There are special limitations on the values of n,
l, and m that an electron in an atom
can have. As with the Bohr theory for the hydrogen atom, n
only can be a positive integer:

n = 1, 2, 3, 4, 5, 6, 7, - -

Quantum number I can be zero or any positive integer
less thann. States with I =
0, 1, 2, 3, 4, 5, 6 . . .are identified by the lower case letters
s, p, d, f, g, h, i . . . respectively. A state with n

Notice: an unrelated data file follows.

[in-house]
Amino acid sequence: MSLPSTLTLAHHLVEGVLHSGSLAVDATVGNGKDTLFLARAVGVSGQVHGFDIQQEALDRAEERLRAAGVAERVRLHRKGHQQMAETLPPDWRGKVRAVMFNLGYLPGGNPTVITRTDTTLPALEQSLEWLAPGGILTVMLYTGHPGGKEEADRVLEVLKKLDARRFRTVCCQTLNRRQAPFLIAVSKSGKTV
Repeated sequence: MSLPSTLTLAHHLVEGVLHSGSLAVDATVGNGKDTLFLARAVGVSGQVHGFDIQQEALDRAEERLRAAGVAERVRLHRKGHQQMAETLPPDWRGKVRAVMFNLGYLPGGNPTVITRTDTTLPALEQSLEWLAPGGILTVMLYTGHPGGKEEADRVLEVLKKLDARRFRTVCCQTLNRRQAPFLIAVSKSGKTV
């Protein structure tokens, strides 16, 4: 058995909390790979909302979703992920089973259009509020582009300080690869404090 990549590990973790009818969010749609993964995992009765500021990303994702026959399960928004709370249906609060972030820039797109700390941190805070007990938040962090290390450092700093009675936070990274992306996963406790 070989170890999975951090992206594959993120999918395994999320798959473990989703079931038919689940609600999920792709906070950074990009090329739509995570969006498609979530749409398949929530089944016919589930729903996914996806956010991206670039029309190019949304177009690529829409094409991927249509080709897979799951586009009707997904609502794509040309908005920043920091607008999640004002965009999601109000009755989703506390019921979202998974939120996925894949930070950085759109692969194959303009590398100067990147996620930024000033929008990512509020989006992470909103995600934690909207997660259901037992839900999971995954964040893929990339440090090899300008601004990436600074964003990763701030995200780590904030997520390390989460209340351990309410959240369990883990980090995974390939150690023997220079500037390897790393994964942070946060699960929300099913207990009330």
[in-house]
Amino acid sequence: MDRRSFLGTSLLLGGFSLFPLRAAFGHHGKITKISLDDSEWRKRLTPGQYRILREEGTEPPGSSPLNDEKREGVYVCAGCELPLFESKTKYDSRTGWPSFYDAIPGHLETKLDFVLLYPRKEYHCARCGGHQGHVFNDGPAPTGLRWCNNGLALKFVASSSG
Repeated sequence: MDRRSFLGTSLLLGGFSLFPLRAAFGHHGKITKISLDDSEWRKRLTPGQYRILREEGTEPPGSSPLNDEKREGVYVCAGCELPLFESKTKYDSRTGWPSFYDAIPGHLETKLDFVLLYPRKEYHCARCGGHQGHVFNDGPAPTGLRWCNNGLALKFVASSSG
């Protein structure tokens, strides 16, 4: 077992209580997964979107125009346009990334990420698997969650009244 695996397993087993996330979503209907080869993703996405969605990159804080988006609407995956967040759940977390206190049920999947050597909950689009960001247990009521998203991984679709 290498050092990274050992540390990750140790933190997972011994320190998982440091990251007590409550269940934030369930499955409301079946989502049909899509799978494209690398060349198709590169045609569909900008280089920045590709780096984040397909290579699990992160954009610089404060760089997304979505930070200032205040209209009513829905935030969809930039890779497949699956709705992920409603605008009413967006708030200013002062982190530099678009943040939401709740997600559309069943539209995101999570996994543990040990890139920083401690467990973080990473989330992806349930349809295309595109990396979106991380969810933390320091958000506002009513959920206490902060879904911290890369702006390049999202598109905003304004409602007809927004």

= 3 and I = 2 is called a 3d state. The possible
n and I combinations for n
= 1 through 4 are shown in the table at the top of the next page.

The magnetic quantum number, m, can have any integral
value from -I to +l, including zero.
These values are less important at the moment than are the number
of such m states that exist. For each I
value there are exactly (2l + 1) different m
states, as shown in the table opposite.